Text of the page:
Bloomberg Anywhere Login


Connecting decision makers to a dynamic network of information, people and ideas, Bloomberg quickly and accurately delivers business and financial information, news and insight around the world.


Financial Products

Enterprise Products


Customer Support

  • Americas

    +1 212 318 2000

  • Europe, Middle East, & Africa

    +44 20 7330 7500

  • Asia Pacific

    +65 6212 1000


Industry Products

Media Services

Follow Us

Asian Stocks Advance as China Eases, Central Banks Act on Crisis

Dec. 1 (Bloomberg) -- Asian stocks jumped, with the regional index set for its biggest gain in more than two months, after six central banks cut the cost of emergency dollar funding for European banks and China reduced curbs on lending.

Developers Agile Property Holdings Ltd. and Evergrande Real Estate Group Ltd. gained at least 15 percent, leading a gauge of Chinese companies listed in Hong Kong to its largest jump since 2008. Hitachi Construction Machinery Co., a Japanese manufacturer that depends on China for about a quarter of sales, jumped 7.3 percent. BHP Billiton Ltd., the world’s biggest mining company, gained 4.1 percent in Sydney after commodity prices rose.

“The coordinated dollar funding by six central banks helps to ease concerns about a market collapse,” said Ryota Sakagami, Tokyo-based chief strategist at SMBC Nikko Securities. “The reduction of reserve requirements in China will lead to an increase in money supply and that’ll push up the stock market in China. It also enhances the expectation that China will turn its policy stance toward monetary easing from now on.”

The MSCI Asia Pacific Index rose 3.2 percent to 117.19 as of 7:50 p.m. in Tokyo, headed for its largest gain since Sept. 27. All but one 10 industry groups on the measure advanced, with about six stocks gaining for each that declined.

The index, priced in dollars, fell during normal trading yesterday before turning positive overnight as the joint action by central banks spurred gains in the Japanese yen and the Australian dollar, inflating the value of stocks denominated in those currencies.

Hang Seng Jumps

Hong Kong’s Hang Seng Index jumped 5.6 percent, its second-biggest gain since April 2009, while China’s Shanghai Stock Exchange Composite Index increased 2.3 percent. Japan’s Nikkei 225 Stock Average rose 1.9 percent. Australia’s S&P/ASX 200 index gained 2.6 percent. South Korea’s Kospi Index advanced 3.7 percent.

The MSCI Asia Pacific Index sank 6.7 percent last month, compared with a 0.5 percent drop by the S&P 500 and a 1.4 percent slump by the Stoxx Europe 600 Index. Stocks in the Asian benchmark are valued at 12.6 times estimated earnings on average, compared with 12.6 times for the S&P 500 and 10.5 times for the Stoxx 600.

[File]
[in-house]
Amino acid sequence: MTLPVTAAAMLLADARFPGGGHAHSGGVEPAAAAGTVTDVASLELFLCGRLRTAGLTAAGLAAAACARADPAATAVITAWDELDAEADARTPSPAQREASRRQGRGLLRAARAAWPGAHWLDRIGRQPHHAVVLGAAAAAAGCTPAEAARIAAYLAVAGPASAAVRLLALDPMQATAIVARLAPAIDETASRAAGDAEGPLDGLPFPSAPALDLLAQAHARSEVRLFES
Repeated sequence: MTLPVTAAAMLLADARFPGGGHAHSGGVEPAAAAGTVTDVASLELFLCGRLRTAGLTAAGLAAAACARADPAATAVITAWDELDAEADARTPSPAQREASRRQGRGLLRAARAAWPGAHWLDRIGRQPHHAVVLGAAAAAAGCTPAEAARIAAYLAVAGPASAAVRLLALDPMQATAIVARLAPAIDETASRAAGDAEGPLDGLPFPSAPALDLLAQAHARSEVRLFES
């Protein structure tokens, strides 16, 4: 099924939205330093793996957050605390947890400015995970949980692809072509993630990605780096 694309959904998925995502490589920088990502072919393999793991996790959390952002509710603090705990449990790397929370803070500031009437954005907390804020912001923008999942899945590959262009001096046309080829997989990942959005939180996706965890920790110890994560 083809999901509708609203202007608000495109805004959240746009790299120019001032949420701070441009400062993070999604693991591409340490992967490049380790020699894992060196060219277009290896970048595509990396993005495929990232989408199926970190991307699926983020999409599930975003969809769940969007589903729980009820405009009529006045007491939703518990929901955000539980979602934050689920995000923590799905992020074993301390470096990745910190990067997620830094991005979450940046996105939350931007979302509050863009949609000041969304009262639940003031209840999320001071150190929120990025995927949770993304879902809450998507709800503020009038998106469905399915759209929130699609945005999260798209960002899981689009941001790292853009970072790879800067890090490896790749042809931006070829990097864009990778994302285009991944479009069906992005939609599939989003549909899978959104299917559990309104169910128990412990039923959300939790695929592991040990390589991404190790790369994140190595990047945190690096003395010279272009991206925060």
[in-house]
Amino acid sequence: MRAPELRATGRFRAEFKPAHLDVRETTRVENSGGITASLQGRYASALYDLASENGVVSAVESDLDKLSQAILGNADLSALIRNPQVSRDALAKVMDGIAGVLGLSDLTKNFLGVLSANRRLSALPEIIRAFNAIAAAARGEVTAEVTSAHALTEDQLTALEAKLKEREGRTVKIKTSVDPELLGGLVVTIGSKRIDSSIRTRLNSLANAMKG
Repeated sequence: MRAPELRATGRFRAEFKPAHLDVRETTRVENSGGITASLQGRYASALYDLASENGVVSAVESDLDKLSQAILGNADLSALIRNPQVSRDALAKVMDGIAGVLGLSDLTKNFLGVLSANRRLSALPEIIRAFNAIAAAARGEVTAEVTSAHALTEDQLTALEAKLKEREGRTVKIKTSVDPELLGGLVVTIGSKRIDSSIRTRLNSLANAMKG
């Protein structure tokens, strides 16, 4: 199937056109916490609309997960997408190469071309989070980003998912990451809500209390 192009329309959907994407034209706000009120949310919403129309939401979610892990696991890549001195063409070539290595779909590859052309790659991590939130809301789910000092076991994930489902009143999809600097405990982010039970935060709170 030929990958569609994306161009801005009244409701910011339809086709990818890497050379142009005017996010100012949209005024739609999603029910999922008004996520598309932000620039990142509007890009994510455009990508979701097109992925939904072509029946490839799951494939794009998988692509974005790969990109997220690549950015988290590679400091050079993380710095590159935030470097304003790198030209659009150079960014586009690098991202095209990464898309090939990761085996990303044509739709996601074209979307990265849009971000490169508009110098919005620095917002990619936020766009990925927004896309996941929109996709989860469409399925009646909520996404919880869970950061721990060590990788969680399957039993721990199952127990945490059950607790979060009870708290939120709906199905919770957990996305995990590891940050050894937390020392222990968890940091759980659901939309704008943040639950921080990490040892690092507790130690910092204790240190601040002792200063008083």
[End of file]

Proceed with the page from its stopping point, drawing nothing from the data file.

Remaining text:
The Standard & Poor’s 500 Index jumped 4.3 percent in New York yesterday, its biggest gain since Aug. 11, after the Federal Reserve and five other central banks took action on Europe’s debt crisis by making it cheaper for lenders to borrow in dollars. Futures on the S&P slipped 0.2 percent today.

Clear Easing Signals

“There’s optimism European leaders will this time come up with a decent and specific solution to the debt crisis,” said Yoshinori Nagano, a senior strategist in Tokyo at Daiwa Asset Management Co. “There’s clear signals that China and other central banks are shifting from tightening to easing policies, and the market’s taking that favorably.”

The MSCI Asia Pacific Index surged 16 percent between Oct. 5 and Oct. 28, as news suggesting European leaders are moving closer to containing the region’s debt crisis spurred optimism after the market fell to its lowest since 2009. During the period, European leaders agreed to expand a bailout fund to $1.4 trillion and carved out a second aid package for Greece.

Shares then fell back down by 13 percent through Nov. 25 as Greece proposed a referendum on the aid package, its Prime Minister George Papandreou and Italian counterpart Silvio Berlusconi both stepped down, and German Chancellor Angela Merkel ruled out common euro-area bonds after selling a fraction of the bonds it auctioned.

Reserve Ratio Cut

China lowered reserve requirements for banks, allowing more lending, for the first time since 2008. The central bank’s decision to cut reserve ratios by 50 basis points may add 350 billion yuan ($55 billion) to the financial system, according to UBS AG.

Chinese developers and banks accounted for half of the top 10 gains in the MSCI Asia Pacific Index. Agile Property soared 15 percent to HK$6.79, while Evergrande gained 16 percent to HK$3.50 in Hong Kong. China Merchants Bank Co., a Shenzhen-based provider of commercial banking services, increased 14 percent to HK$15.84.

China National Building Material Co., a maker of the building materials, jumped 16 percent to HK$10.18. Hitachi Construction rose 7.3 percent to 1,423 yen in Tokyo.

Measures of energy and material companies had the biggest gains among the 10 industries in the Asia-Pacific gauge. BHP rose 4.1 percent to A$36.35 in Sydney. Jiangxi Copper Co., China’s biggest producer of the metal, jumped 13 percent to HK$19.30 in Hong Kong. Mitsubishi Corp., Japan’s biggest trading company by market value, increased 4.7 percent to 1,624 yen in Tokyo.

Crude oil for January delivery rose 0.6 percent to $100.36 a barrel in New York yesterday. The London Metal Exchange Index of prices for six industrial metals soared 5 percent.

To contact the reporters on this story: Kana Nishizawa in Hong Kong at; Masaaki Iwamoto in Tokyo at

To contact the editor responsible for this story: Nick Gentle at

Please upgrade your Browser

Your browser is out-of-date. Please download one of these excellent browsers:

Chrome, Firefox, Safari, Opera or Internet Explorer.